China has pledged to lend an additional US$2 billion to Pakistan to increase the foreign exchange reserves of its South Asian ally, according to a government official in Islamabad.
On Wednesday, an official who is not authorised to speak publicly on the matter said: “As Pakistan’s financial position is weak and to further avoid economic crisis, the government is preparing to take appropriate measures to fix the economy through financial help from China.”
Pakistan is trying to overcome its looming currency crisis – in the past year the rupee has lost more than a fifth of its value against the US dollar.
The latest financial assistance was not announced by Islamabad or Beijing. Pakistan finance minister Asad Umar did not respond to a request for comment.
Zhao Lijian, the Deputy Chief of Mission at the Chinese Embassy in Islamabad, said: “We don’t have the actual amount of loans and CPEC [China–Pakistan Economic Corridor] investment given to Pakistan but China will continue to provide grants for economic development.”
The latest US$2 billion injection follows Beijing reportedly pledging US$2 billion in July last year to help Pakistan weather the economic crisis. There was no confirmation of the earlier amount, which was reported by the country’s Express Tribune newspaper, citing unnamed finance ministry officials.
Pakistani Prime Minister Imran Khan, who came to power in August 2018, has been desperately seeking finances to fix Pakistan’s dwindling foreign exchange reserves, high debt repayments and poor fiscal position.
Its allies from the Middle East have helped: Saudi Arabia has agreed to lend US$6 billion for the financial year to June 2019 and United Arab Emirates offered to lend US$3 billion during the same time period with negotiations going on deferred oil payments.
The Pakistani government is in the middle of negotiations with the International Monetary Fund (IMF) for a possible US$7 billion bailout package.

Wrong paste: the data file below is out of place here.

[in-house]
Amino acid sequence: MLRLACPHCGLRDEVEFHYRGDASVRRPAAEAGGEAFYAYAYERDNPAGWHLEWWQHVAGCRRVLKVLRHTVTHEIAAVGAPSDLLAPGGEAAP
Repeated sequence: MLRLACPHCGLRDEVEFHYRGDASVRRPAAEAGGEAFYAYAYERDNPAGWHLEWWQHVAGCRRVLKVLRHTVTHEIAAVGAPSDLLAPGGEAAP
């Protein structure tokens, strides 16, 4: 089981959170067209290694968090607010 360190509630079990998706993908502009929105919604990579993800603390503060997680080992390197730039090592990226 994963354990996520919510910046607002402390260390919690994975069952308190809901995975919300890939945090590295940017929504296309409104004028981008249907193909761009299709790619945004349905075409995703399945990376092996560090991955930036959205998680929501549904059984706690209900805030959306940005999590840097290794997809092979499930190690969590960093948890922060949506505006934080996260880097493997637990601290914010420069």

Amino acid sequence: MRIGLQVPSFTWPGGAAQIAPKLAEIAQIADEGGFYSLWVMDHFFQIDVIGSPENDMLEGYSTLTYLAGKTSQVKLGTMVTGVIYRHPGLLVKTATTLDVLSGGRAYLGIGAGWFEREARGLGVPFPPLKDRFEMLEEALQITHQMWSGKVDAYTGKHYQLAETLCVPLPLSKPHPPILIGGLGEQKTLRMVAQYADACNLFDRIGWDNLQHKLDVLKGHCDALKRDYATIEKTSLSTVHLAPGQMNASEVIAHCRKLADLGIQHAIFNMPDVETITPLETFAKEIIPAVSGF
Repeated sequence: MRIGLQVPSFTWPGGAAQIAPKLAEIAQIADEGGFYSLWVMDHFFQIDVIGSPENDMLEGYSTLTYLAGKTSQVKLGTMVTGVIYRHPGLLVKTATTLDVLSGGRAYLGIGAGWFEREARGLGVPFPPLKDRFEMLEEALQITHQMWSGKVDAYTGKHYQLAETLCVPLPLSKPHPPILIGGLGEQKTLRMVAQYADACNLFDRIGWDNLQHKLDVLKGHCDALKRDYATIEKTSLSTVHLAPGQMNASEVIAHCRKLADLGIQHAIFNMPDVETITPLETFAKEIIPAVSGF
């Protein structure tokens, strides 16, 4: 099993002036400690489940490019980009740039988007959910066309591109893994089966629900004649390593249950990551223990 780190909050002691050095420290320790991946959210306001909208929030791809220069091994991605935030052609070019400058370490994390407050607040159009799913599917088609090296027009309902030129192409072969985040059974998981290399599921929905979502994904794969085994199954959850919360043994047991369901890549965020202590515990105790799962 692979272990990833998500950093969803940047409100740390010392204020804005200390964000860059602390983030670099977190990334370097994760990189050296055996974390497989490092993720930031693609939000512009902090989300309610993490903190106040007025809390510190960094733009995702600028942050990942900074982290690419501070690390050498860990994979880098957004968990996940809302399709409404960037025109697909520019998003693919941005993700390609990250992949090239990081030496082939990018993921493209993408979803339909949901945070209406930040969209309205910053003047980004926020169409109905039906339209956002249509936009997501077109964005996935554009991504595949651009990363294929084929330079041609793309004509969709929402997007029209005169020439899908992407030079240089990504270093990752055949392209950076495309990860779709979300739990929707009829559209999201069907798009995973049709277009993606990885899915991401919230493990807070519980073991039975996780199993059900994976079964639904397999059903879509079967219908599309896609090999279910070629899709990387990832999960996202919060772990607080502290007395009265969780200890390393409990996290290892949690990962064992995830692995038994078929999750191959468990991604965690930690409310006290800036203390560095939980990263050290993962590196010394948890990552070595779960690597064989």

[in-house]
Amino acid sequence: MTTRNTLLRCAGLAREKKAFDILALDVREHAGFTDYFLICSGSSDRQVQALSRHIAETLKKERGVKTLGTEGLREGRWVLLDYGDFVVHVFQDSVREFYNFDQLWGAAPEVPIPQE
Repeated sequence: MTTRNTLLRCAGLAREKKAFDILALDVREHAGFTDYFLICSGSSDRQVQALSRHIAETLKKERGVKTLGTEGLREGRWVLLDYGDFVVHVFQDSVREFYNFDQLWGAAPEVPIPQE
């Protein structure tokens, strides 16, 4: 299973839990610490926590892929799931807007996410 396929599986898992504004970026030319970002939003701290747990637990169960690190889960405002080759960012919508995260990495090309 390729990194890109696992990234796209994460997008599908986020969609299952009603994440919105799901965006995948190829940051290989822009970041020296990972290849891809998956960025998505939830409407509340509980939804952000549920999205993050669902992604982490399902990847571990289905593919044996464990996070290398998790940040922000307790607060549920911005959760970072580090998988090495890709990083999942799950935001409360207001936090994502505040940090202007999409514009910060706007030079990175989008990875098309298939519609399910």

Miftah Ismail, Pakistan’s former finance minister, said: “It is a welcome move from Beijing – China always helped Pakistan in difficult times and this financial help will help boost the foreign exchange reserves.”
After three weeks of meetings in November, Pakistan’s finance minister and the IMF are due to resume talks on January 15, to finalise the IMF’s financial assistance under tough conditions including job cuts and increasing tariffs.
But the United States has expressed concerns the IMF money will be used to help Pakistan pay back its Chinese loans, as indicated by US Secretary of State Mike Pompeo in July.
The country’s foreign reserves of US$7.3 billion are critically low and may not cover imports for the coming months. Fitch has cut Islamabad’s debt rating to junk level – another alarm bell for the deteriorating economy, although Asad said early last month the country’s economic crisis was over.
“The Chinese financial help will strengthen Pakistan’s economy, and could win the trust of foreign investors and it will improve the overall situation of Pakistan’s foreign exchange reserves,” said Muhammad Sohail, an economic expert heading Topline Securities, a brokerage house.
“Imran Khan’s government may think to delay the IMF bailout after help from its Chinese and Middle East friends but an IMF bailout is necessary to bring economy on the right track through structural reforms.”
Beijing, through the CPEC, has committed US$62 billion to a series of infrastructure and transportation projects, primarily in the Baluchistan province, including a Chinese-operated port in Gwadar. Last weekend, just before the new year, the Chinese embassy in Islamabad issued a clarification to local media explaining that to date, 22 projects had been completed with a total investment from Beijing of US$18.9 billion.
The bulk of this was investment from Chinese companies and their partners in energy projects so the Pakistan government would only be liable for loans of US$6.02 billion plus interest.
Baluchistan is a mineral-rich region of key significance for Chinese strategic projects. The greater Chinese interest in Gwadar is to take advantage of reduced shipping costs and time for Chinese products. It could provide a cheap alternative in the event of any naval obstruction from the US and its Asian partners.